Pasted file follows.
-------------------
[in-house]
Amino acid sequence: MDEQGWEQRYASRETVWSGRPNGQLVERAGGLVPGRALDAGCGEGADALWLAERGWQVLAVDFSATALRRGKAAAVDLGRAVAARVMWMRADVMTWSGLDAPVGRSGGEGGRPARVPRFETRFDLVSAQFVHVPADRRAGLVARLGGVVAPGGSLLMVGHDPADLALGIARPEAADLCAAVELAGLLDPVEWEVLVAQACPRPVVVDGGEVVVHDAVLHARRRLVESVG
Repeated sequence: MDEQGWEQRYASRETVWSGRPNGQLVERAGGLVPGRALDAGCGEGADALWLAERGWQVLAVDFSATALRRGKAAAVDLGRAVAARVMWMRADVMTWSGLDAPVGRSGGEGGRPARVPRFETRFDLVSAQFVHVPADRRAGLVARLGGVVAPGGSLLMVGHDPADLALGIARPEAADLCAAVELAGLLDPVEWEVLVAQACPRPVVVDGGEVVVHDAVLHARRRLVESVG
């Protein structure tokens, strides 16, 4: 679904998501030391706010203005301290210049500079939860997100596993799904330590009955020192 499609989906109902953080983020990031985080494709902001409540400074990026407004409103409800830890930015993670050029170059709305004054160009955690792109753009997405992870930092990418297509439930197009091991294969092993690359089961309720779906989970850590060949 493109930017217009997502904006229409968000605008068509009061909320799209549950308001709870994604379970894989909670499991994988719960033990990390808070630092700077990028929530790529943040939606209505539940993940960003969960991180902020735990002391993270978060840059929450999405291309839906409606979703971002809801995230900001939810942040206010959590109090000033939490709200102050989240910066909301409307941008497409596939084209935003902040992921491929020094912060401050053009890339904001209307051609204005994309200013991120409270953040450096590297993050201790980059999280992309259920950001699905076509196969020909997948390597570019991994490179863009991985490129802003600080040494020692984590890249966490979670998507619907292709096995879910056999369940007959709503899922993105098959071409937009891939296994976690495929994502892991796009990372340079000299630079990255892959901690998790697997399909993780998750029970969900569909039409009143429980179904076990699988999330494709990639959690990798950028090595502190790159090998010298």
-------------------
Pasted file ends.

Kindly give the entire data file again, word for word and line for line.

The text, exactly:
[in-house]
Amino acid sequence: MDEQGWEQRYASRETVWSGRPNGQLVERAGGLVPGRALDAGCGEGADALWLAERGWQVLAVDFSATALRRGKAAAVDLGRAVAARVMWMRADVMTWSGLDAPVGRSGGEGGRPARVPRFETRFDLVSAQFVHVPADRRAGLVARLGGVVAPGGSLLMVGHDPADLALGIARPEAADLCAAVELAGLLDPVEWEVLVAQACPRPVVVDGGEVVVHDAVLHARRRLVESVG
Repeated sequence: MDEQGWEQRYASRETVWSGRPNGQLVERAGGLVPGRALDAGCGEGADALWLAERGWQVLAVDFSATALRRGKAAAVDLGRAVAARVMWMRADVMTWSGLDAPVGRSGGEGGRPARVPRFETRFDLVSAQFVHVPADRRAGLVARLGGVVAPGGSLLMVGHDPADLALGIARPEAADLCAAVELAGLLDPVEWEVLVAQACPRPVVVDGGEVVVHDAVLHARRRLVESVG
């Protein structure tokens, strides 16, 4: 679904998501030391706010203005301290210049500079939860997100596993799904330590009955020192 499609989906109902953080983020990031985080494709902001409540400074990026407004409103409800830890930015993670050029170059709305004054160009955690792109753009997405992870930092990418297509439930197009091991294969092993690359089961309720779906989970850590060949 493109930017217009997502904006229409968000605008068509009061909320799209549950308001709870994604379970894989909670499991994988719960033990990390808070630092700077990028929530790529943040939606209505539940993940960003969960991180902020735990002391993270978060840059929450999405291309839906409606979703971002809801995230900001939810942040206010959590109090000033939490709200102050989240910066909301409307941008497409596939084209935003902040992921491929020094912060401050053009890339904001209307051609204005994309200013991120409270953040450096590297993050201790980059999280992309259920950001699905076509196969020909997948390597570019991994490179863009991985490129802003600080040494020692984590890249966490979670998507619907292709096995879910056999369940007959709503899922993105098959071409937009891939296994976690495929994502892991796009990372340079000299630079990255892959901690998790697997399909993780998750029970969900569909039409009143429980179904076990699988999330494709990639959690990798950028090595502190790159090998010298």